Get Your FREE subscription today
Current Issues Past Issues Who We Are Resources Get Involved Glossary
From the Editor
Editor's Note
Memory News
Fatty food weighs down muscles and memory
Pumping Neurons: Exercise to maintain a healthy brain
The evidence is growing that moderate regular exercise boosts memory and other brain functions and may help prevent age-related declines.
Go to Article >>
How Parkinsonís disease affects the mind

It’s not just a movement disorder. Besides causing tremors and other motion-related symptoms, Parkinson’s disease affects memory, learning, and behavior.

Go to Article >>

Creative healing: art therapy for Alzheimer's disease and other dementias
As medical science races to cure dementia, storytelling and other creative activities promise a better quality of life for the millions already diagnosed.
Go to Article >>
Memory Tip
Medicate Your Memory
Amyloid Plaques

Amyloid plaques are one of the two brain abnormalities that define Alzheimer's disease (AD). The other hallmark is neurofibrillary tangles. Technically, an individual may display all the behavioral and cognitive symptoms of AD, but if the brain does not contain the hallmark plaques and tangles, there is no diagnosis of AD. The appearance of amyloid plaques in the brain can proceed the behavioral symptoms by years.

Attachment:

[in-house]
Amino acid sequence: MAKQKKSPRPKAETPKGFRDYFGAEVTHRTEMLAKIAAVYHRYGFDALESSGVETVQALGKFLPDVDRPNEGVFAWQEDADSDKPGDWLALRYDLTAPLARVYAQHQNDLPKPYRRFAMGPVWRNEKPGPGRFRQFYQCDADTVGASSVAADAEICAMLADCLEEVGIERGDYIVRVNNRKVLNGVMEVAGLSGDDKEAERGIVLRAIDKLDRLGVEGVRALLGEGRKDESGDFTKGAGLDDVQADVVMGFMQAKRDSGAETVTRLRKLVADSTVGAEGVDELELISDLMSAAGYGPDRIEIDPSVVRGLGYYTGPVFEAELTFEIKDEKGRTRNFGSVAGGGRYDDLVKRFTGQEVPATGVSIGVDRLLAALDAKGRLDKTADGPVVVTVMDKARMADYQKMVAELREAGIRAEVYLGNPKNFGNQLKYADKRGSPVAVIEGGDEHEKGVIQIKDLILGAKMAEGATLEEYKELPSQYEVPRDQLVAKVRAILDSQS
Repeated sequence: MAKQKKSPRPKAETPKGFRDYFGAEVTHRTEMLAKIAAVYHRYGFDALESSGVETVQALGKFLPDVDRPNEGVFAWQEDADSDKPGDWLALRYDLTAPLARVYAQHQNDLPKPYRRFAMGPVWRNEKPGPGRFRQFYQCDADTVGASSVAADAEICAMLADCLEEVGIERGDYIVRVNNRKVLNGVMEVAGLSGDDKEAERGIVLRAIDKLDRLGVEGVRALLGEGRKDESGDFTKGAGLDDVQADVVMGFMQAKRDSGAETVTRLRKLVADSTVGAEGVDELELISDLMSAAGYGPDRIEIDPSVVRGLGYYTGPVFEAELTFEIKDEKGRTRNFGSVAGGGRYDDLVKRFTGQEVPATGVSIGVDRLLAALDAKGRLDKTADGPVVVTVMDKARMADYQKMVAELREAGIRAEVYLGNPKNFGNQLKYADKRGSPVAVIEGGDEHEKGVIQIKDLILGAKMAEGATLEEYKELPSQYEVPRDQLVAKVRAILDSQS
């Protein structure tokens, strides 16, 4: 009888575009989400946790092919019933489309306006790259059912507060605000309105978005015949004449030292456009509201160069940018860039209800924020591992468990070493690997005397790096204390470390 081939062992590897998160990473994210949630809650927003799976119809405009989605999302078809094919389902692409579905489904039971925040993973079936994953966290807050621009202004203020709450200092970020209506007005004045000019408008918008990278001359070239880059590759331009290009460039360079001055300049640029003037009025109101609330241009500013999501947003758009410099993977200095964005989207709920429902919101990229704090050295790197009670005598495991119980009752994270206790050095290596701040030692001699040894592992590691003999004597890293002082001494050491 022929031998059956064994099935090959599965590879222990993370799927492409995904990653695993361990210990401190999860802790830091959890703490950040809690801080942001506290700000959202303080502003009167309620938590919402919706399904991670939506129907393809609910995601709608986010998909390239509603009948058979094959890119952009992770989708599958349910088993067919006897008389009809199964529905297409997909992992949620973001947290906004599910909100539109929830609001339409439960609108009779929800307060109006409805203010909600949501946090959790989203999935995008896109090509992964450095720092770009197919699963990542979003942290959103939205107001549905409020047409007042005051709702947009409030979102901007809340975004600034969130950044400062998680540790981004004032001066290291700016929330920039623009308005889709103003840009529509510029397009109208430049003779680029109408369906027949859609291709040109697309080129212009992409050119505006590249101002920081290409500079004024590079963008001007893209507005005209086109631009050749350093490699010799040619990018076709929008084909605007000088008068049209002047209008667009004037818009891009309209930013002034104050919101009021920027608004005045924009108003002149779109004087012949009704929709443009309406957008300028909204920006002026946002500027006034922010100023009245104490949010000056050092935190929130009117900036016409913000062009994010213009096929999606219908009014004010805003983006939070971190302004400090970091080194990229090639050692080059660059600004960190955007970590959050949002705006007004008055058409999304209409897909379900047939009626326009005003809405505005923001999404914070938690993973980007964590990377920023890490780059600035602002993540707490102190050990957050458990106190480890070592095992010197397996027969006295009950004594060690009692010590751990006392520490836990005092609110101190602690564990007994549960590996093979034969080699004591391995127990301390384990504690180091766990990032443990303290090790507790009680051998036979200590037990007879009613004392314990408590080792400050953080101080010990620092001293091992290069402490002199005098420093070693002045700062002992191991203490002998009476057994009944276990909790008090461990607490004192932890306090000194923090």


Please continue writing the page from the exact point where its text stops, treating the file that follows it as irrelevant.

Amyloid plaques are sticky buildup which accumulates outside nerve cells, or neurons. Amyloid is a protein that is normally found throughout the body. For reasons as yet unknown, in AD, the protein divides improperly, creating a form called beta amyloid which is toxic to neurons in the brain. No one really knows why beta amyloid is formed or why it causes cell death. One possibility is that it may break into fragments, releasing substances called free radicals that attack neurons. Another possibility is that beta amyloid forms tiny channels (holes) in neuron membranes, allowing influx of unlimited amounts of calcium. Although regulated amounts of calcium are necessary for normal neuronal function, too much can kill a neuron. However beta amyloid does its work, the result is that neurons begin to die. Plaques begin to form that consist of these degenerating neurons and clumps of the amyloid protein itself. The body cannot break these clumps down and dispose of them, so they accumulate in the brain.

The apoE4 gene, a genetic abnormality which has been implicated in AD, may be involved in the production of amyloid plaques. The gene may produce a protein that latches on to the toxic beta amyloid and makes it impossible for the body to dissolve. As a result, the beta amyloid accumulates as plaques in the brain. Molecules called free radicals may also play a role. Normally, free radicals play important roles in the body, such as helping the immune system fight off disease. However, too many free radicals can start to upset the delicate balance within a neuron. Nerve cells producing beta amyloid seem also to produce more free radicals. It may be the case that free radicals thus boost beta amyloid production.

by Catherine E. Myers. Copyright © 2006 Memory Loss and the Brain